Congressional Leaders Strike Funding Deal Setting New Shutdown Deadlines

Congressional Leaders Strike Funding Deal Setting New Shutdown Deadlines


Congressional leaders struck a deal Wednesday on half of the 12 required annual spending bills along with a stopgap measure to avoid a partial government shutdown that was set to begin Friday night.

“We are in agreement that Congress must work in a bipartisan manner to fund our government,” the four top congressional leaders and four top appropriators said in a joint statement announcing the deal, which was initially floated by House Speaker Mike Johnson.

The agreement will extend the current funding deadlines of March 1 and March 8 by one week and two weeks, respectively, buying time for appropriators to finish work next week on a package of six spending bills: Agriculture-FDA, Commerce-Justice and Science, Energy and Water Development, Interior, Military Construction-VA, and Transportation-HUD.

“After preparing final text, this package of six full year Appropriations bills will be voted on and enacted prior to March 8,” the lawmakers said in their statement. “These bills will adhere to the Fiscal Responsibility Act discretionary spending limits and January’s topline spending agreement.”

Leaders reportedly hope to have legislative text for the first batch of spending bills ready for lawmakers to review by this weekend. Once that package is done, the remaining six appropriations bills will be finalized and enacted by March 22. Those bills cover Defense, Financial Services and General Government, Homeland Security, Labor-HHS, Legislative Branch, and State and Foreign Operations.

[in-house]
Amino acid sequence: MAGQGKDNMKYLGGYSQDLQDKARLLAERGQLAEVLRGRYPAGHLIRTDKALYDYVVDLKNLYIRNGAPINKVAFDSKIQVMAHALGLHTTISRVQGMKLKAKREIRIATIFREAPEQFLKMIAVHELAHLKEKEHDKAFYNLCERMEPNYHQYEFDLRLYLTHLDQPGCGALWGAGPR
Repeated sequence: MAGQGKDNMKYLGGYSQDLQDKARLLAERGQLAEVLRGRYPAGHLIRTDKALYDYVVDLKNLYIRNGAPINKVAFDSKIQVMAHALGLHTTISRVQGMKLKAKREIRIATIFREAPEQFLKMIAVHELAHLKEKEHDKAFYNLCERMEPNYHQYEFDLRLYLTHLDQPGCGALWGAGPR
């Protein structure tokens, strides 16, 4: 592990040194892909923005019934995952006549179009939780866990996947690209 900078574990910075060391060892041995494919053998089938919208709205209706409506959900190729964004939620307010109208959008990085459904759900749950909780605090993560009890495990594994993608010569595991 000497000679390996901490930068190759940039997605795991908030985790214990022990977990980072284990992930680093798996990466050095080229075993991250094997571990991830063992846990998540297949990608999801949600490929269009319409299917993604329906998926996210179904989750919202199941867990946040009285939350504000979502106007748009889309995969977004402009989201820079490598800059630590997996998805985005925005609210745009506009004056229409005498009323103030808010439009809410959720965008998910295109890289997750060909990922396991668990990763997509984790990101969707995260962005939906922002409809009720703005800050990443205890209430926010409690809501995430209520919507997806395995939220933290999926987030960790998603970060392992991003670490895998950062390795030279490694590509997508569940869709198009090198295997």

The House will reportedly vote on the stopgap funding bill on Thursday, with the Senate to follow before Friday’s midnight deadline. “Johnson will almost certainly need help from Democrats to pass the measure in the House,” Politico points out, “and all 100 senators will have to agree to speed up debate to move the stopgap through the upper chamber before the March 1 deadline.”

Why it matters: None of the congressional leaders wanted to shoulder the blame for a government shutdown months before the 2024 elections, and this deal will allow them to avoid that possibility, for now. It will also remove any uncertainty about whether President Joe Biden will be able to deliver his State of the Union address as scheduled on March 7.

But, as Catie Edmondson of The New York Times writes, passing another stopgap spending bill will “only prolong what has been an agonizing monthslong negotiation on federal spending that has gripped Congress for months, as Republicans bent on steep cuts and conservative policy mandates refused to accept a deal with Democrats.

Lawmakers will still have to work out potentially significant differences over the next six, more contentious spending bills within a few weeks — or face another shutdown threat. “That would be a tall order in the House, which has struggled to pass any spending legislation amid Republican divisions,” Edmondson notes.

If or when lawmakers can finalize all the required 2024 annual spending bills, they’ll quickly have to move on to the 2025 budget battles. The president is due to release his fiscal 2025 budget request on March 11.


Quote of the Day

“Look, there’s no reason this shit couldn’t have been done by the end of September.”

 ‒ Democratic Sen. Jon Tester of Montana, who oversees the defense spending bill, as quoted by Politico talking about the budget and appropriations process for the current fiscal year, which started some five months ago.